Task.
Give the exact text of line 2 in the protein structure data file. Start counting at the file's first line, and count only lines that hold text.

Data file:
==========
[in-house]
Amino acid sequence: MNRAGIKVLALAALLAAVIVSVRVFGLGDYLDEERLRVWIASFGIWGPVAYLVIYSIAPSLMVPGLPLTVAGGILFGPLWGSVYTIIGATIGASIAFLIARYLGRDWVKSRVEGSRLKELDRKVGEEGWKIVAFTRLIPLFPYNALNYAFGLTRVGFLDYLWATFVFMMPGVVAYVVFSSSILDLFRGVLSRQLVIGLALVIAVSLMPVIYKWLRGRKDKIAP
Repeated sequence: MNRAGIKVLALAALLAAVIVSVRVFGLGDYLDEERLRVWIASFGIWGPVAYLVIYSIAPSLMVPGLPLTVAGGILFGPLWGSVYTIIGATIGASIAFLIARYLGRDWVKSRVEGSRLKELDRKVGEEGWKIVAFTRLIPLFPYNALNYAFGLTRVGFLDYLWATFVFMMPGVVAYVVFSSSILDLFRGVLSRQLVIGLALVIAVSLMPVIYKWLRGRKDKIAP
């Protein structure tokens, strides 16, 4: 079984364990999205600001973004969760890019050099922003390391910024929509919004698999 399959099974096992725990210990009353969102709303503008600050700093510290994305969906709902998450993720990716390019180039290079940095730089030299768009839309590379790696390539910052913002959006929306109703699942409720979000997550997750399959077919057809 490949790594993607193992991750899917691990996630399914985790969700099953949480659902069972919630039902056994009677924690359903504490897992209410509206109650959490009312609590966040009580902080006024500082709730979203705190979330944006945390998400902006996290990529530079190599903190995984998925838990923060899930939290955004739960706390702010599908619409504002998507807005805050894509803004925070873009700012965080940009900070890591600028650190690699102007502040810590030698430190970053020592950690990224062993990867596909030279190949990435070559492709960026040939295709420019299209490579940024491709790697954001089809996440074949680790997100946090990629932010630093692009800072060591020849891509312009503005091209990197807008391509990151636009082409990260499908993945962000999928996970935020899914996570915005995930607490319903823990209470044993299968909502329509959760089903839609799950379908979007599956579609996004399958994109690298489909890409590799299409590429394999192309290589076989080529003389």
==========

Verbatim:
Amino acid sequence: MNRAGIKVLALAALLAAVIVSVRVFGLGDYLDEERLRVWIASFGIWGPVAYLVIYSIAPSLMVPGLPLTVAGGILFGPLWGSVYTIIGATIGASIAFLIARYLGRDWVKSRVEGSRLKELDRKVGEEGWKIVAFTRLIPLFPYNALNYAFGLTRVGFLDYLWATFVFMMPGVVAYVVFSSSILDLFRGVLSRQLVIGLALVIAVSLMPVIYKWLRGRKDKIAP